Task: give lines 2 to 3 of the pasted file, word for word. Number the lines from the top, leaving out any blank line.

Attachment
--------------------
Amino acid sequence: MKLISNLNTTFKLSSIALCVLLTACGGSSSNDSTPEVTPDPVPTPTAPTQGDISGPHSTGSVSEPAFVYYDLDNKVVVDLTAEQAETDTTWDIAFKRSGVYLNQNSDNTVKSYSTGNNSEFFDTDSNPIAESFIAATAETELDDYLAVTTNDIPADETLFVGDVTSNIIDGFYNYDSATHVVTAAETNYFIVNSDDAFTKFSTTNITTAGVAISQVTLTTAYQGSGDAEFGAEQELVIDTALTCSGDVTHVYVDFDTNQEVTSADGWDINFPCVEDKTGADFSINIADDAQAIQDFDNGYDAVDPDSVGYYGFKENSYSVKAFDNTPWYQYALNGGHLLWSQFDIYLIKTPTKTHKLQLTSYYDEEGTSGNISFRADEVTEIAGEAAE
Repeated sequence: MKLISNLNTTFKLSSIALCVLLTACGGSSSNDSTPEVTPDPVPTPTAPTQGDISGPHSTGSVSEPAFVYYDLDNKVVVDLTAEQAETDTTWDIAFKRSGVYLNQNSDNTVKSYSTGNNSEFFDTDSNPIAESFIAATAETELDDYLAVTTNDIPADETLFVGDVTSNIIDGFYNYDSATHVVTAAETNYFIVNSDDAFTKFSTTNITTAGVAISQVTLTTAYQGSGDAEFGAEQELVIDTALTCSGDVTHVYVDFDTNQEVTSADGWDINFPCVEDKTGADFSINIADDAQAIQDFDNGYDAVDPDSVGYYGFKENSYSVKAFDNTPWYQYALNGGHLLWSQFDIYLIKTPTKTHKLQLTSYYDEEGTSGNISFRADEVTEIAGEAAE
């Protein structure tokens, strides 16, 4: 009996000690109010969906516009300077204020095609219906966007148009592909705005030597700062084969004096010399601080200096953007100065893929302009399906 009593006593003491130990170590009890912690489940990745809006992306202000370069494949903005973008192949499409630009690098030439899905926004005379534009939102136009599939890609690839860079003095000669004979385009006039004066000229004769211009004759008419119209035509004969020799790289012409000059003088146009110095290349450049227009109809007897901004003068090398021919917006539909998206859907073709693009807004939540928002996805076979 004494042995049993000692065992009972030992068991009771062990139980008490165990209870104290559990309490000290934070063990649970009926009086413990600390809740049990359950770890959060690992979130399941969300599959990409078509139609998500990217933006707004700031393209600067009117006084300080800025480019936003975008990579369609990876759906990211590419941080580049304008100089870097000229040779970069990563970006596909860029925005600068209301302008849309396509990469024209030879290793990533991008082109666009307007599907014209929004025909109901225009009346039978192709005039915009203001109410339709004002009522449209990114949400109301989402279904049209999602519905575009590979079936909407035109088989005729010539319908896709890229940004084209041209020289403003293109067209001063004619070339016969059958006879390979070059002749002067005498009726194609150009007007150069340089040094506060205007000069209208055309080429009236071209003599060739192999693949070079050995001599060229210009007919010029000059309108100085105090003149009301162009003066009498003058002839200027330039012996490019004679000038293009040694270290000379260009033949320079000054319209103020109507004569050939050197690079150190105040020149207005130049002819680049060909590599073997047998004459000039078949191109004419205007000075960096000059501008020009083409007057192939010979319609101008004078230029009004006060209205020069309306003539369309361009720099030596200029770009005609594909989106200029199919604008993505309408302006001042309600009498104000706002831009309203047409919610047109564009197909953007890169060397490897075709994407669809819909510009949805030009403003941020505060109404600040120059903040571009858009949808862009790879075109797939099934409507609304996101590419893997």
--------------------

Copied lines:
Repeated sequence: MKLISNLNTTFKLSSIALCVLLTACGGSSSNDSTPEVTPDPVPTPTAPTQGDISGPHSTGSVSEPAFVYYDLDNKVVVDLTAEQAETDTTWDIAFKRSGVYLNQNSDNTVKSYSTGNNSEFFDTDSNPIAESFIAATAETELDDYLAVTTNDIPADETLFVGDVTSNIIDGFYNYDSATHVVTAAETNYFIVNSDDAFTKFSTTNITTAGVAISQVTLTTAYQGSGDAEFGAEQELVIDTALTCSGDVTHVYVDFDTNQEVTSADGWDINFPCVEDKTGADFSINIADDAQAIQDFDNGYDAVDPDSVGYYGFKENSYSVKAFDNTPWYQYALNGGHLLWSQFDIYLIKTPTKTHKLQLTSYYDEEGTSGNISFRADEVTEIAGEAAE
């Protein structure tokens, strides 16, 4: 009996000690109010969906516009300077204020095609219906966007148009592909705005030597700062084969004096010399601080200096953007100065893929302009399906 009593006593003491130990170590009890912690489940990745809006992306202000370069494949903005973008192949499409630009690098030439899905926004005379534009939102136009599939890609690839860079003095000669004979385009006039004066000229004769211009004759008419119209035509004969020799790289012409000059003088146009110095290349450049227009109809007897901004003068090398021919917006539909998206859907073709693009807004939540928002996805076979 004494042995049993000692065992009972030992068991009771062990139980008490165990209870104290559990309490000290934070063990649970009926009086413990600390809740049990359950770890959060690992979130399941969300599959990409078509139609998500990217933006707004700031393209600067009117006084300080800025480019936003975008990579369609990876759906990211590419941080580049304008100089870097000229040779970069990563970006596909860029925005600068209301302008849309396509990469024209030879290793990533991008082109666009307007599907014209929004025909109901225009009346039978192709005039915009203001109410339709004002009522449209990114949400109301989402279904049209999602519905575009590979079936909407035109088989005729010539319908896709890229940004084209041209020289403003293109067209001063004619070339016969059958006879390979070059002749002067005498009726194609150009007007150069340089040094506060205007000069209208055309080429009236071209003599060739192999693949070079050995001599060229210009007919010029000059309108100085105090003149009301162009003066009498003058002839200027330039012996490019004679000038293009040694270290000379260009033949320079000054319209103020109507004569050939050197690079150190105040020149207005130049002819680049060909590599073997047998004459000039078949191109004419205007000075960096000059501008020009083409007057192939010979319609101008004078230029009004006060209205020069309306003539369309361009720099030596200029770009005609594909989106200029199919604008993505309408302006001042309600009498104000706002831009309203047409919610047109564009197909953007890169060397490897075709994407669809819909510009949805030009403003941020505060109404600040120059903040571009858009949808862009790879075109797939099934409507609304996101590419893997």